The workforce is evolving
A 2019 research study by the Manufacturing Institute, partnered with the Alfred P. Sloan Foundation, identified several concerning findings related to the aging workforce in US manufacturing.
With the median age of manufacturing workers approaching 45, it is clear that there are a high number of near-retirement operators in the workforce. However, those older workers are quickly joined by younger workers who are truly “digital natives.” This new generation of operators, analysts, and engineers is tech-savvy and obstacle-adverse. To them, an instruction manual is a troubleshooting tool, and technologies that are intuitive, powerful, and, most importantly, stimulating are the ones that grab their attention. With few exceptions, the legacy process historians appear more like a rotary phone or typewriter than a piece of modern technology to them. As the Manufacturing Institute study shows, a combination of apprenticeship and adaptation is the best way to navigate the generational change. This approach presents the perfect opportunity for any industrial organization to prioritize technology modernization projects. It’s a special surprise when the newer technologies turn out to be more cost-effective as well.
The new world is one of microservices, edge and cloud hybrid networks, and access-anywhere information users can consume through new interactions and user interfaces. This is the technology landscape into which millennial makers, developers and engineers were born. It is where they learned the basics, innovated, and it’s where and how they are building their own successful companies. As a result, we see fundamental changes and accommodations coming within industrial sectors to put this new generation in their element, and 40-year-old software isn’t the answer.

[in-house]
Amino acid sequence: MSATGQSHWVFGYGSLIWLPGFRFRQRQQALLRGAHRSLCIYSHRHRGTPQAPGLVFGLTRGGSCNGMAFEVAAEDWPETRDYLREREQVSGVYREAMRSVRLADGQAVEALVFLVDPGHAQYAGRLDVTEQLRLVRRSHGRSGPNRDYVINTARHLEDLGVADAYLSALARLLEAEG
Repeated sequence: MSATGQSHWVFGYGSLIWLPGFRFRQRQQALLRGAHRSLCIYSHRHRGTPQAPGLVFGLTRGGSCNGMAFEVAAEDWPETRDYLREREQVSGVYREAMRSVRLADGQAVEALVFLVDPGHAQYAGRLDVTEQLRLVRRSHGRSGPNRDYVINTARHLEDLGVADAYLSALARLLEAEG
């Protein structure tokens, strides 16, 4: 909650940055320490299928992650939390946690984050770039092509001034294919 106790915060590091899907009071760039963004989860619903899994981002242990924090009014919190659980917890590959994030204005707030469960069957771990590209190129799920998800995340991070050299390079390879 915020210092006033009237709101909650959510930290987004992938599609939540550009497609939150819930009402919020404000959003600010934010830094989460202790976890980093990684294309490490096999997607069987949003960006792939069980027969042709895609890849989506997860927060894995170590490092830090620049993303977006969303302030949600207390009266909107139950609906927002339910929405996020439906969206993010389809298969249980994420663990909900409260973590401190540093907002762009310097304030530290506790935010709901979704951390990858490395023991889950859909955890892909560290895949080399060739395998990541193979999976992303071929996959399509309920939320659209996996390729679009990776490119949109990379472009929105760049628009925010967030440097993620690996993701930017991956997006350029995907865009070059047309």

A new mindset is emerging
The emergence of new, open-source technology stacks designed specifically for industrial operations is a telltale sign of an important change in mindset. Consider, for example, the Libre Stack – a fast, flexible, infinitely scalable data hub for manufacturing. Libre is “revolutionizing the industry with the world’s only completely open Manufacturing Operating System.”
Libre believes that their platform disrupts the legacy hybrid MES/Historian applications by taking novel approaches to data governance, platform extensibility, open-source and open standards. It provides a truly scalable, microservices-based platform for data collection, analytics, application building, and API-first access, all incredibly novel approaches that fly in the face of previous solutions. With an active Discord community, tight interlock with the Industry 4.0 online community, Docker and Kubernetes support, and regular commits on GitHub, this type of vendor-agnostic, capabilities-focused community presents novel and serious competition to the technology and business models of the legacy process historian.
The team behind Libre chose InfluxDB as the historian component for the platform. According to Geoff Nunan, Chief Technology Officer at Libre Technologies, “The one word that defines success in Industrial IoT for many companies is Agility. Being able to look at a new problem, explore a new angle or prove a new concept fast. Competitive advantage is often found in shortening the time-to-market for new products. InfluxData lives their “Time to Awesome” vision, and that’s why we chose InfluxDB as the time series database behind the Libre Manufacturing platform.”
The times are truly changing.